My husband and I rarely gripe about anything, considering we are so “lucky we live Kauai” and that our choices of work and experience, and serendipity, have combined to bring us to where we are today. Generally, we try not to take locked positions on any subject, and to explore all sides of a situation. When things are not easy, we go for the “agree to disagree” approach.
There are so many people who are better and braver than we are — people we look to as our role models and heroes — and we have a long way to go to achieve Nirvana. But practice really does help. At this kupuna age we have reached, we have had multiple occasions to practice, and it’s easier now to try to follow that old saying, “Smile, and the world smiles with you.”
However, there are things in everyday life that do “get” to us — if not to the point of annoyance, then at least for a snide comment or two and a laugh. It’s probably good that we don’t hesitate to share them. We let off steam; we avoid stewing over them.
Our latest — the Long’s Drugs’ automatic calls (actually, the caller) — is the stimulus for this column. While the phoned reminders are helpful, Dee and I so hoped — and keep hoping — that whoever makes these recordings might get the pronunciation of our town and highway names closer to right. (That might be said for the central U.S. Postal Service’s “canned” messages relating to Hawaii locations, too.)
Never mind. I guess someone who has had her first name changed to “Dan” or “Don” and paired with a married surname spelled as a desert (Kalahari) on junk mail not once but multiple times can slide the sand dunes of name-murdering. And I concede that it does take some special focus and practice to say all the interesting names that crop up in Hawaii, Hawaiian language and otherwise, correctly. (Try reading a roster of names in a classroom with Spanish names that have come in via the Philippines. One has to forget every rule learned in classroom Spanish relating to double l’s equaling “y,” and j’s and some g’s equaling “h” sounds. For example, “Bonilla” rhymes with vanilla, and “Jorge” stays at one syllable, instead of two.
This is far from gripping. Griping, too. However, it is not long since Election Day, and the media headlines are still bringing us promises. Plus news hours and news pages continue to simmer and flame with subjects such as our endangered watershed, coral reef disease, tax bills, county lawsuits, GMO worries, spring water sold for commercial profit, the impact of pregnant dairy cows in quantity in beautiful Mahaulepu, thoughts of exhuming the Superferry, hunting dogs on the loose and dangerous, and more. These are more than gripes, being worthy of capital letters as Real Issues.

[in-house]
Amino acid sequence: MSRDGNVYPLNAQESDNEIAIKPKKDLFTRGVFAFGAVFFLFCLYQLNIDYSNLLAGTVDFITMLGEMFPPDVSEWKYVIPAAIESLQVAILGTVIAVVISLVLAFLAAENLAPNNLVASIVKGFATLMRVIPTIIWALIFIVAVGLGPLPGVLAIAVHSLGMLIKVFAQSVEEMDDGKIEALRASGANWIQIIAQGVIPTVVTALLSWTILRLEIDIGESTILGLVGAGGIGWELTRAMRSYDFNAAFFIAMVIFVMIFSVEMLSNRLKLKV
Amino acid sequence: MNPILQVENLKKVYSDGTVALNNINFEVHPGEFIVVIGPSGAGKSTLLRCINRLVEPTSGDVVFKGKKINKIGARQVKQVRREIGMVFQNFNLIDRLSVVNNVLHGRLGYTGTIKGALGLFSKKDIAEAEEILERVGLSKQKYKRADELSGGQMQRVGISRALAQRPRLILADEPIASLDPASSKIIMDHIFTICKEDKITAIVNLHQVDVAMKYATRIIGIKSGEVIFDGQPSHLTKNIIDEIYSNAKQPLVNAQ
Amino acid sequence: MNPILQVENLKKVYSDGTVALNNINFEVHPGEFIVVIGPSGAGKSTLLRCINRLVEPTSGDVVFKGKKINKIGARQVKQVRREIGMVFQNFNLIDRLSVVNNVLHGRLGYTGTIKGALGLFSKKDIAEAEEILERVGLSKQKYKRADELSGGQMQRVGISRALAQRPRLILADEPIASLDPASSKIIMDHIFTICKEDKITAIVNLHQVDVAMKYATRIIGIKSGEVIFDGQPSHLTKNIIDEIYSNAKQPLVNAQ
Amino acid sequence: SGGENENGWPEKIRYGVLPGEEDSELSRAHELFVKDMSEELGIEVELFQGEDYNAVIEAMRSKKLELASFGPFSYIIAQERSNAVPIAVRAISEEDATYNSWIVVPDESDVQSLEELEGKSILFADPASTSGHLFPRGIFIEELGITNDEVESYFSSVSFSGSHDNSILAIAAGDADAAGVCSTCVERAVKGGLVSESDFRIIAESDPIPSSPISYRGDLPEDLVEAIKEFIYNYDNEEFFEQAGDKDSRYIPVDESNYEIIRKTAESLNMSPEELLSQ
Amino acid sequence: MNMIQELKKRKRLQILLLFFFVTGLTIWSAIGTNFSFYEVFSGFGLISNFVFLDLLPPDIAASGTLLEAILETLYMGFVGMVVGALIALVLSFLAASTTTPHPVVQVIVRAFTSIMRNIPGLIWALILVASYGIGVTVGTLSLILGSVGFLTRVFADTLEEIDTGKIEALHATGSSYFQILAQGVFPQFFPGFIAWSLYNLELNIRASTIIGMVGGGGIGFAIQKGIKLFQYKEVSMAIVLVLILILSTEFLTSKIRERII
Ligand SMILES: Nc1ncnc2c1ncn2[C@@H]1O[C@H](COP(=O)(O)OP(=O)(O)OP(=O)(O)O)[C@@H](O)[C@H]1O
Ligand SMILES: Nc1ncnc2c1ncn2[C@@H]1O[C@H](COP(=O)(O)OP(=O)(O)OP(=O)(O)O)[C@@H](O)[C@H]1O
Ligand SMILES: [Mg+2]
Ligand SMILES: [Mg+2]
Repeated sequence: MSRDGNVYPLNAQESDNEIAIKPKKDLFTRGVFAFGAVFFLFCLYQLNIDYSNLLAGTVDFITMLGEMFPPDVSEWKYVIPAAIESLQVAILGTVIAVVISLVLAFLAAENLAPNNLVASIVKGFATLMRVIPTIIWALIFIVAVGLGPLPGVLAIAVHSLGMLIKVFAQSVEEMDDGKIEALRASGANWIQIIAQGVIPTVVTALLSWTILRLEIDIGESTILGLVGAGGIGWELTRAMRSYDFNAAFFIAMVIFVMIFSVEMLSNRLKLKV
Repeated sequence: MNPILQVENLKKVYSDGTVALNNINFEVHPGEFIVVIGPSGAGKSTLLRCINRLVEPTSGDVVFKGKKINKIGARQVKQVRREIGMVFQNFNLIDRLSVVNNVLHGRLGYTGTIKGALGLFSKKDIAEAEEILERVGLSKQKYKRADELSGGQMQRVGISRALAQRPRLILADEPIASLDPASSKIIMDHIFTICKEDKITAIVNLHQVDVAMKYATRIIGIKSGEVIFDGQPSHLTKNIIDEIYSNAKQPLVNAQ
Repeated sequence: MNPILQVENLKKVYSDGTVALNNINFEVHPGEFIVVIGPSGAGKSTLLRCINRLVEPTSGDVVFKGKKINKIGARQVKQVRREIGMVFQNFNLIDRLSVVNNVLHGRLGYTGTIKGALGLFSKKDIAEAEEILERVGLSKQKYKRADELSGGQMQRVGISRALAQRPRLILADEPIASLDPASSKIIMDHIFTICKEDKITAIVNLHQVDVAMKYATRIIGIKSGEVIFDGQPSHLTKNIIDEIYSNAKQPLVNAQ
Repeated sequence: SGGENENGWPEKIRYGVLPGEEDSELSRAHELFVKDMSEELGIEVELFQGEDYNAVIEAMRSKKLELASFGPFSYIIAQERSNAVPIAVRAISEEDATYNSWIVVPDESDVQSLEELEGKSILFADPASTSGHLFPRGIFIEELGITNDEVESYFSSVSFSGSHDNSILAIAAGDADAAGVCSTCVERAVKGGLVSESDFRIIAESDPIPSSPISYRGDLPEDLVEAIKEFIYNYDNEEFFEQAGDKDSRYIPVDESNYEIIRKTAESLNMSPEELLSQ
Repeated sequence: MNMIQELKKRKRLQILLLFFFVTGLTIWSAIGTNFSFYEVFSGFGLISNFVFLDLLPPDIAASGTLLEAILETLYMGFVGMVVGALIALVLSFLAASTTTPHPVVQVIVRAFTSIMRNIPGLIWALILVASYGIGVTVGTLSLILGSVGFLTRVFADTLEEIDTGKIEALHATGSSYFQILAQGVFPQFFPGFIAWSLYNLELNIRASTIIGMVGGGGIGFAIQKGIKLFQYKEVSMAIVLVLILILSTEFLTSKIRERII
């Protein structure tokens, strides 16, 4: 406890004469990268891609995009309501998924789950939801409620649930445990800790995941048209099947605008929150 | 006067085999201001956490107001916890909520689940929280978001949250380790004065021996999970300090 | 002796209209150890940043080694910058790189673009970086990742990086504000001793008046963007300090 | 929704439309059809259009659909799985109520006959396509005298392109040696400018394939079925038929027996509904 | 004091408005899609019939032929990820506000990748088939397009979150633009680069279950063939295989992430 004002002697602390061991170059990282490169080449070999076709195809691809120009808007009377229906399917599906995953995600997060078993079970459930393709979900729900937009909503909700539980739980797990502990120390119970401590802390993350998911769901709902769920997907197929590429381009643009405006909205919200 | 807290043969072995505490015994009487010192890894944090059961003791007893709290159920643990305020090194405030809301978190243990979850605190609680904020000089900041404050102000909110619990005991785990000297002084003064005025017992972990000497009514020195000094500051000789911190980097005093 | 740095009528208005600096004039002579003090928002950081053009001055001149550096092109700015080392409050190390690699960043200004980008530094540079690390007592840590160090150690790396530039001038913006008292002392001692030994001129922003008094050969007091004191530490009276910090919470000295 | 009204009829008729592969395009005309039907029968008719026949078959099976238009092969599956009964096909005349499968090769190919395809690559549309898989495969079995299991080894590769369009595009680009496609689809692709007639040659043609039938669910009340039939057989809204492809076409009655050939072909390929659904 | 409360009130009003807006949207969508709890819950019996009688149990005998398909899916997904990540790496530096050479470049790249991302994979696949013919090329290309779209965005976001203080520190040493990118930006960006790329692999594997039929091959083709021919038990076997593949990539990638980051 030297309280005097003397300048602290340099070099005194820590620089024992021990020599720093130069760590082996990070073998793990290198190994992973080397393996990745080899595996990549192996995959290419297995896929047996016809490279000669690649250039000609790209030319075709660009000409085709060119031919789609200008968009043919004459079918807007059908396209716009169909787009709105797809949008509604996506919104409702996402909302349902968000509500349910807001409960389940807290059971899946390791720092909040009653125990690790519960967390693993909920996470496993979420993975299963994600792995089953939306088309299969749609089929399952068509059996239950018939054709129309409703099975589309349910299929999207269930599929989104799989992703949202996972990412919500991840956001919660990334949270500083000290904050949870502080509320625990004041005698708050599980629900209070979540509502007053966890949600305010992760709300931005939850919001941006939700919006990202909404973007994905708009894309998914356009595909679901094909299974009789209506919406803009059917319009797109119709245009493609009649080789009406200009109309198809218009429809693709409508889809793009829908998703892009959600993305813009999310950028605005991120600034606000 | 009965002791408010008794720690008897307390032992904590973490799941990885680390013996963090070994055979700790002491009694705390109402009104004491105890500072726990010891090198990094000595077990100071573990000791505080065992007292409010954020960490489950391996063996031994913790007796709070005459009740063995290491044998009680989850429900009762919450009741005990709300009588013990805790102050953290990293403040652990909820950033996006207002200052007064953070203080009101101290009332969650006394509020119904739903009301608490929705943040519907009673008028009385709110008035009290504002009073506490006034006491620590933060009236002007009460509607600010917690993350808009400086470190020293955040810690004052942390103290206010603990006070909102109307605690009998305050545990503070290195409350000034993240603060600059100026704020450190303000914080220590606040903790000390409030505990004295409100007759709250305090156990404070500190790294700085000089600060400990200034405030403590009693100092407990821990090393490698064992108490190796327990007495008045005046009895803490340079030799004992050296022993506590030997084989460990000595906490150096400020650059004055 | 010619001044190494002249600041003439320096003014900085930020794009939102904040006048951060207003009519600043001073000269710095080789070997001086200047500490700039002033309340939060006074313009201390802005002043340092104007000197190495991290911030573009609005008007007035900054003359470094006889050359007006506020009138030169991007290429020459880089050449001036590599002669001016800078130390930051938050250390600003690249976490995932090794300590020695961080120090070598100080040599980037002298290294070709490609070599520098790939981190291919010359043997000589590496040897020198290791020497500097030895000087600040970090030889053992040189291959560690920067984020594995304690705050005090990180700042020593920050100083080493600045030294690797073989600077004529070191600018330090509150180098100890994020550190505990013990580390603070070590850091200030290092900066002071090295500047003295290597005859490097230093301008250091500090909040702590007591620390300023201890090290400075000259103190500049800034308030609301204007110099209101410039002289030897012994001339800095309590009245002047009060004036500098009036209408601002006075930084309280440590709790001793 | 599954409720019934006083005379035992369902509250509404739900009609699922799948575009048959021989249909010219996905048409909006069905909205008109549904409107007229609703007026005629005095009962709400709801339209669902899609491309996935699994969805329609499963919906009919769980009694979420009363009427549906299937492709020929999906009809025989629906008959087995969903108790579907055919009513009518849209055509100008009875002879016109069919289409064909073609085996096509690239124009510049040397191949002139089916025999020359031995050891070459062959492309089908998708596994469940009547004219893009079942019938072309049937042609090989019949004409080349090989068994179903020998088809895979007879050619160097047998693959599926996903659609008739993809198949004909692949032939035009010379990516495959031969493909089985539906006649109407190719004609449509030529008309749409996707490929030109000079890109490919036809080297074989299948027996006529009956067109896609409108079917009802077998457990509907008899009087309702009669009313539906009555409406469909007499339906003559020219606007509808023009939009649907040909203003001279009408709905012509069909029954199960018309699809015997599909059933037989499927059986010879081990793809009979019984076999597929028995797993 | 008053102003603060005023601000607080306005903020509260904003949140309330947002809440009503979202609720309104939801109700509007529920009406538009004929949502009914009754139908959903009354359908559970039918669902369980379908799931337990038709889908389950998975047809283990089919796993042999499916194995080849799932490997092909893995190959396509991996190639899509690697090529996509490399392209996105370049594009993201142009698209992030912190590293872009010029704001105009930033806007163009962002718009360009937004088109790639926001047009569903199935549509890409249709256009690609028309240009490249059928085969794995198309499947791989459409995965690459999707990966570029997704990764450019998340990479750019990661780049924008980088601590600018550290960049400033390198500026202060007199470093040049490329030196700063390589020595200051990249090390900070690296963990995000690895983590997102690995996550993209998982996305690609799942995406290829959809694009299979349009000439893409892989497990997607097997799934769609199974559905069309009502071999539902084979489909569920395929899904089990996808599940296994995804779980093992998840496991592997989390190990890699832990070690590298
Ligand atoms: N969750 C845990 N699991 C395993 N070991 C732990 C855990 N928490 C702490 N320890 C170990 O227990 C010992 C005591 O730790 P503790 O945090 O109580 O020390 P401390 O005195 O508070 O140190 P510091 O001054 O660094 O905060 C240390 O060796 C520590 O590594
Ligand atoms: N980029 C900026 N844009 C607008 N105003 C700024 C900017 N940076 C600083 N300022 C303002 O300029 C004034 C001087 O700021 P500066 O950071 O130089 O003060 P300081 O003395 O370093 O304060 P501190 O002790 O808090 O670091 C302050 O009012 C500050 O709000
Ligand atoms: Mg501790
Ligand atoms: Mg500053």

We’ll stay with the gripes (not all minor ones, and not in order of importance). I’ll add that we have some hope of having some of these rectified. Our combined list:
w Potholes so deep that when you find them by accident on a dark night, you lose your front wheel cover, never found to date in a jungly area bordering lower Olohena Road;
w Big Horking Truck drivers who tail-gate you until you pull off in the first available stretch of Kuamoo Road after the Opaekaa Falls area;
w Irresponsible dog owners who do not carry disposable bags for their pets while walking them in subdivisions, or on walkways and well-used trails;
w People who don’t care about endangered anything;
w Thieves who think it is OK to steal other people’s property, no matter the reason;
w Extremists — any subject;
w Store clerks who react with surprise when a customer says “Aloha” and expects eye contact and some measure of polite greeting in return;
w Clerks and servers who leave a live customer on hold for a phone customer or personal call;
w Wrong number callers who hang up without a word;
w Callers who time their pitches or surveys for dinner hour;
w Kids and grown-ups who are disrespectful and clueless about good manners;
w Kids who hate school and think learning is a waste of time;
w People who hate music, or think music is noise turned up full-blast;
w Anyone who is wasteful of water suitable for drinking, or good food;
w Beach-goers who shake their sandy mats or towels downwind from you;
w People who deface (your) books;
w People who insist on calling green anole lizards “geckos” (more on that before long).
So there, you have it to this moment. These are things we can’t fix across the board, but can try to address and negotiate on a one-to-one basis either in person, or via letters, or action as volunteers or members of consciousness-raising groups. That goes for all Big and Real Issues, too.
I’m sure there are some I’ve forgotten in the heat of getting this copy flashed in to my editor on time. (One of his pet peeves, I’m guessing, is when columnists are late.) Last, I dedicate this column to one of my friends named Jim who thinks I never venture an opinion in the Green Flash.
Dawn Fraser Kawahara, author and poet, regularly instructs on the topics of history and Hawaiian culture for visitors to Kauai through Hawaii Pacific University’s “Road Scholar” program through Pacific Islands Institute. The writer is completing her second memoir, based on Colonial and pre-Independence Burma. She continues to run her TropicBird Press and TropicBird Weddings & Celebrations–Kauai as part of DAWN Enterprises.